There’s something about back-to-school season that makes people mindful of the must-read books that remain unread. Intentions were good, but somehow you ended up being the only person in the world who hadn’t read the latest Malcolm Gladwell.

Well, this is a great time of year to get caught up. Not only will you learn what all the brouhaha was about, you can also stop living in fear that your boss or colleague might reference one of these best sellers—forcing you to fake it, or, worse, admit that you haven’t read it. Here is a list of books that are worthy of your time and can save you from embarrassment!

Automate This: How Algorithms Took Over Our Markets, Our Jobs, and the World. We’ll start out with something relevant to your job. This book, on the history and future of algorithms, was published in 2012, but is still surprisingly relevant. Critics claim it’s superficial, but the book does a good job of explaining how algorithms and software bots work. In particular, it reviews how algorithms and bots work in fields that you wouldn’t necessarily think of as being predictable, such as the “Egyptian Spring” period of social unrest. If you’re a Nate Silver fan, chances are you’ll consider this a good read.

Traffic: Why We Drive the Way We Do. We’ve all had our bouts of road rage. You know, you’re driving in line with everyone else when a lane closure forces everyone to take turns merging into what’s left of the road. Suddenly some idiot drives past you really fast in the lane that’s closed—and then expects to be able to cut in front of you. This book explains why people do that. And it’s not just because they’re idiots. It turns out (based on actual research) that a lot of the conventional wisdom about how people drive isn’t true at all. When you’re finished reading, you won’t mind getting stuck in traffic again. Well, maybe.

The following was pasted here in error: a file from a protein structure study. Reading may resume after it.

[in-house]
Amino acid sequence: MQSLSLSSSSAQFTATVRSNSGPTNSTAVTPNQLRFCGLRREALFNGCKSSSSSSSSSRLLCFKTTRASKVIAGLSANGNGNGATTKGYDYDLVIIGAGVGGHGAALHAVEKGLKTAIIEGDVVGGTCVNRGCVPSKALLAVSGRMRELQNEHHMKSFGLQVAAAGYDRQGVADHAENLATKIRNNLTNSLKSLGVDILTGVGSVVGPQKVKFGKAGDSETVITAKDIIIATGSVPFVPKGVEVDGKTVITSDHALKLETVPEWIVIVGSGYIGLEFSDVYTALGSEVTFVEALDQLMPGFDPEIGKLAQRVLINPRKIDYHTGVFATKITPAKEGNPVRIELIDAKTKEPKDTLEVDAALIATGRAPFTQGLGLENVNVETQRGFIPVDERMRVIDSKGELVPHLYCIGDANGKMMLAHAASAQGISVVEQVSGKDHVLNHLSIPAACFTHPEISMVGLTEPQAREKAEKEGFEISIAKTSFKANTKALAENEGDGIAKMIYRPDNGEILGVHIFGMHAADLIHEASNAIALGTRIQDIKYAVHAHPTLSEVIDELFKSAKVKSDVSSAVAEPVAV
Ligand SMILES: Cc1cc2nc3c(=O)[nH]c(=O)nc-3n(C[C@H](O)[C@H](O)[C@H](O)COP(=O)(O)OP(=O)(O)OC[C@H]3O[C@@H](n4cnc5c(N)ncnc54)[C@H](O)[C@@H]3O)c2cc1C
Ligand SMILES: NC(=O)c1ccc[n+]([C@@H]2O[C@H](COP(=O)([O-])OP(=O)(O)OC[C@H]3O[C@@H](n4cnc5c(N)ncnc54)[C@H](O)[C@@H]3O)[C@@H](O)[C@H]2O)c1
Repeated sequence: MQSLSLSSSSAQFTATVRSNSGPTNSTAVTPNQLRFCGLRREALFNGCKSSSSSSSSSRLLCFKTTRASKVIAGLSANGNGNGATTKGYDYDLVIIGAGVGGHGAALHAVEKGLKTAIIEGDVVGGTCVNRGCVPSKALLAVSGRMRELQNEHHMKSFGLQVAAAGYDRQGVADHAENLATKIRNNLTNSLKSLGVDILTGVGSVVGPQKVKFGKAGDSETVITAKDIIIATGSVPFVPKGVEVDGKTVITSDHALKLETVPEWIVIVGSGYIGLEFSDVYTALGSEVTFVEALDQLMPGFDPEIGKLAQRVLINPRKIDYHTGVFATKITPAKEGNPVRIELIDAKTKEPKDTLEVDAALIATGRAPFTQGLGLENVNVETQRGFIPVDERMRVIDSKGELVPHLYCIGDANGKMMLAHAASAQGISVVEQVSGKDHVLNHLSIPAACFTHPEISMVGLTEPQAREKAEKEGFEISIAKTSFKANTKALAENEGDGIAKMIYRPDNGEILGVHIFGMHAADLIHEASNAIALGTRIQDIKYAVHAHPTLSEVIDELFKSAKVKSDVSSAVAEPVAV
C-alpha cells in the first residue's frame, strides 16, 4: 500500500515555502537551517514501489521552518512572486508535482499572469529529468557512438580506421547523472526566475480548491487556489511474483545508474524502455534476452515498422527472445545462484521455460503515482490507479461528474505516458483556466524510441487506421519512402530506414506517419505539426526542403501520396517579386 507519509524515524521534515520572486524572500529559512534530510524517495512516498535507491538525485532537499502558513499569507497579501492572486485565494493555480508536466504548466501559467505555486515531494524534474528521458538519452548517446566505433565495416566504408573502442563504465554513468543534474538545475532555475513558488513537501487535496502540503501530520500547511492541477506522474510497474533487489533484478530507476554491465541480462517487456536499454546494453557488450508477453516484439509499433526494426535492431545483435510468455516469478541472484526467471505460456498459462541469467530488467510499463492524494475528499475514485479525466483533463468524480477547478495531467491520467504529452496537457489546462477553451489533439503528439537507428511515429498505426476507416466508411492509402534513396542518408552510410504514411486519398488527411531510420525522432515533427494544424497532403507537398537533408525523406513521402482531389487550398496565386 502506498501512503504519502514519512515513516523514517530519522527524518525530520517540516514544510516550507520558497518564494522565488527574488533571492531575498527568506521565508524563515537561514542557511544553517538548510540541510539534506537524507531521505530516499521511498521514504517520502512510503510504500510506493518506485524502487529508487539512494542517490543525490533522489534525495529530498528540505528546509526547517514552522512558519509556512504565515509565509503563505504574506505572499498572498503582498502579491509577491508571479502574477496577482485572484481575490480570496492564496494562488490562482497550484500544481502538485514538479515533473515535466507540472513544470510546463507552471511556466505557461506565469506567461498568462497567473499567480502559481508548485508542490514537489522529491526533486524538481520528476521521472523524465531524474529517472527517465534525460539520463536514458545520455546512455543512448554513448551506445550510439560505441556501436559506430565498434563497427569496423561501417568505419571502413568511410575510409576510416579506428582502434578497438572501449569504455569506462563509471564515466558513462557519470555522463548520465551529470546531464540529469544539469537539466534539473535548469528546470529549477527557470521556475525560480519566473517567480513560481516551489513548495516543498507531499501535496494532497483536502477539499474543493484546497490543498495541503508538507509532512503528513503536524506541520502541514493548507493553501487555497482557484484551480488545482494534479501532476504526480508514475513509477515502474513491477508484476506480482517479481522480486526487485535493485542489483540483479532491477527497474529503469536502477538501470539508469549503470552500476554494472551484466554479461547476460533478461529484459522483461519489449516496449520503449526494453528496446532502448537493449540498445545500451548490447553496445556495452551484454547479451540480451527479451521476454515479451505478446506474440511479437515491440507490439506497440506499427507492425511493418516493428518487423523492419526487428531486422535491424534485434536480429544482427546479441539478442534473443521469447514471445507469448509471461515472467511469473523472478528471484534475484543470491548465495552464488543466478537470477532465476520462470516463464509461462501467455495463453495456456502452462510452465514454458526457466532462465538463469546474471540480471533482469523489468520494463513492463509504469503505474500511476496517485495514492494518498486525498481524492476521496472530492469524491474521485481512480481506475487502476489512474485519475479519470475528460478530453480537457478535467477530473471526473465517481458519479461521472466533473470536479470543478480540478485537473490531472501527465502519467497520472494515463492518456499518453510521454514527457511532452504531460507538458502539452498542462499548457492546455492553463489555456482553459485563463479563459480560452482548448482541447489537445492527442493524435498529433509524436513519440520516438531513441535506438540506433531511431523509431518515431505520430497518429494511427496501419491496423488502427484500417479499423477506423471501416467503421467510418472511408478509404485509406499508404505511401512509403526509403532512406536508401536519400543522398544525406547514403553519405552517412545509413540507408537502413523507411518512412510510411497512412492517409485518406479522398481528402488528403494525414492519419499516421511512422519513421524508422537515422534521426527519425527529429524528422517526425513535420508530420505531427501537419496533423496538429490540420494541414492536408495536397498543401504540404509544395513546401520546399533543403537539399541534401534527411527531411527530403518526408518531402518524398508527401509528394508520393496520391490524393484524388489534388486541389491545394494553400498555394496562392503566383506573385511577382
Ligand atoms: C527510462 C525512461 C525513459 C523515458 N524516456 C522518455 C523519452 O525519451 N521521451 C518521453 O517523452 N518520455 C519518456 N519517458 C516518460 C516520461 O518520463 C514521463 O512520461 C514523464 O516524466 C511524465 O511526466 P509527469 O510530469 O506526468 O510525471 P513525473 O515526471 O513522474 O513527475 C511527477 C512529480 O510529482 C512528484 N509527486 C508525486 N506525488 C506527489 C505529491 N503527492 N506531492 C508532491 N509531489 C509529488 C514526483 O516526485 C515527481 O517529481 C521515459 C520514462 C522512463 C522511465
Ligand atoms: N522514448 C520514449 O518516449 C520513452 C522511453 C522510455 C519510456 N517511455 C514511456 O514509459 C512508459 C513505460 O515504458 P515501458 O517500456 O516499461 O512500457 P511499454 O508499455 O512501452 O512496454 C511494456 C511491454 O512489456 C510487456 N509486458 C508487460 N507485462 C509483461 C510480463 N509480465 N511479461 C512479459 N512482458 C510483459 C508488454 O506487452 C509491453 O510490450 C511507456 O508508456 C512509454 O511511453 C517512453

Path Between the Seas: The Creation of the Panama Canal 1870 – 1914. We love just about everything David McCullough has ever written, because he explains things so well. This book was published in 2001, but because it’s the 100th anniversary of the Canal, this read is suddenly timely. Like one of McCullough’s other titles, The Great Bridge, which is a book about the building of the Brooklyn Bridge, Path Between the Seas is all about engineers doing heroic things. We have a special appreciation for this because how often do engineers get to be heroes these days? (With the exception of Tony Stark, of course.) This book will make you proud to be an engineer.

Switch: How to Change Things When Change Is Hard. In past blogs, we’ve covered change management and the challenges of getting people to do things differently. But similar to Traffic, this book explains why people do the irrational things that they do, especially when it comes to change management. Switch even explains how to, well, change them. This is a great book to read before you have to tell people that they finally have to give up on Windows XP.

Contagious: How Things Catch On. Anybody who’s had to spend this week trying to keep people from downloading Jennifer Lawrence pictures using the company network probably doesn’t want to hear about anything being “viral” right now. But this is another one of those books that explains how irrational people are—and how to harness that for good. Or, at least, for the good of the company.

The last title on our list is Quiet: The Power of Introverts in a World that Can’t Stop Talking. Looking to reinforce the value of introverts and how it’s important to realize that the person with the best ideas isn’t necessarily the loudest one? This book is for you. For those of us who got into computers because they seemed friendlier and easier to understand than people, this is a comforting, validating book. You are not alone! Well, except, you probably are, because, like, you’re an introvert. But that’s okay!

Happy reading.

Simplicity 2.0 is where we examine the intricate and transitory world of technology—through a Laserfiche lens. By keeping an eye on larger trends, we aim to make software that’s relevant to modern day workers, rather than build technology for technology’s sake.

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